A planned new university hub in Dingle in Co Kerry, will be a model for coastal development, project promoters predicted yesterday.
Four third-level institutions, including an American university, yesterday signed an official agreement for Project Draíocht.
The third-level hub will be based in a former secondary school in the tourist town and plans to welcome its first students in September.
The project builds on links set up in 2004 with the Sacred Heart University of Fairfield, Connecticut, the second largest Catholic university in New England.
In Myles Na gCopaleen’s 1941 novel An Béal Bocht, the transatlantic region is regarded as “the next parish” to Dingle. Nearby is Springfield, where many of the Blasket Islanders settled in the US in the 1950s.
The links were set up by the Irish scholar and parish priest of Dingle, Mngr Padraig O Fiannachta, and each year hundreds of students from the US university complete a winter and spring semesters in cultural studies at the Diseart centre in Dingle.
The value to the local economy is conservatively estimated at €500,000 annually.
One million euro in funding towards the project has been pledged by Sacred Heart University and the purchase of the town’s old Christian Brothers Secondary School is in the process of being finalised.
IT Tralee, along with Cork Institute of Technology and University College Cork, have agreed,in principle to be partners with Sacred Heart in the project.
The presidents of all four colleges were in Dingle yesterday for the signing of a memorandum of agreement.
However, with four institutions involved a broader curriculum will be promised and Irish students are expected to enrol alongside American visitors.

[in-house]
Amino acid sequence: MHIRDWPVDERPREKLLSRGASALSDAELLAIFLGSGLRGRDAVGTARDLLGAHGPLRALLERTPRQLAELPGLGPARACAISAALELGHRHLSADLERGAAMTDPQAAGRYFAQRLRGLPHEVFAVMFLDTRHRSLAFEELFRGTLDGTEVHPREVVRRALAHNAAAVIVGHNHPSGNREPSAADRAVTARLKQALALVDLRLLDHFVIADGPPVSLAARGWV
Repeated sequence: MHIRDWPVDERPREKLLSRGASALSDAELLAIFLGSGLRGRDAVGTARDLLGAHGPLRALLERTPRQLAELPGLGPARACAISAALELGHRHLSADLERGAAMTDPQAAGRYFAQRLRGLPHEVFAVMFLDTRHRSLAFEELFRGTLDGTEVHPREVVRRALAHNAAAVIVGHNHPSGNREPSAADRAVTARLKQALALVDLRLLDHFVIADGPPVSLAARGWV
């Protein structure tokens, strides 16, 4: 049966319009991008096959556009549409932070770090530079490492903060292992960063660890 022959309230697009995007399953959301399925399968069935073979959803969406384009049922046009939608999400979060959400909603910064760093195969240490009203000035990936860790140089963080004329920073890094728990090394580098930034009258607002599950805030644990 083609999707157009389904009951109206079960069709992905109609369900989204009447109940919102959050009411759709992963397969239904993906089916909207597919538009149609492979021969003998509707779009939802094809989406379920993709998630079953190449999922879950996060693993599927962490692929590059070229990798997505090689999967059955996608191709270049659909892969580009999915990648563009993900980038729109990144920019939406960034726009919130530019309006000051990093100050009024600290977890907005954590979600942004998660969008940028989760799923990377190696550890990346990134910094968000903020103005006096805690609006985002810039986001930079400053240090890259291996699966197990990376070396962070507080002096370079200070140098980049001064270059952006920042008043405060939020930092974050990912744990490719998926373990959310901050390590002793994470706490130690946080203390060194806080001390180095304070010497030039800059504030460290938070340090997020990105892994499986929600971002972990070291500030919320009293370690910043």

Eventually, it is envisaged the Irish institutions and the US university institutions will combine in developing a number of academic and cultural courses.
Marine research, archaeology and nursing will be on offer alongside cultural studies, said Kevin Flannery who is also involved with the project.
Mr Flannery, long associated with Dingle Oceanworld and marine research, says Irish graduates would be employed as teachers.
The new campus will be essentially a hub and would result in an Atlantic academy with research at its heart.
“We expect 120 students initially. Dingle is an ideal setting for third-level education,” Mr Flannery said.
He believes research and educational projects are the way forward for West Kerry, as there was little realistic hope of industry for it and many other rural areas.
This type of investment in the Dingle area, he said, has the potential to make a significant contribution to the area and, with appropriate support, this model could form the basis for the economic of the coastal regions.
Udaras na Gaeltachta, meanwhile, is also providing support and funded a feasibility study for the project they labelled Project Draíocht.
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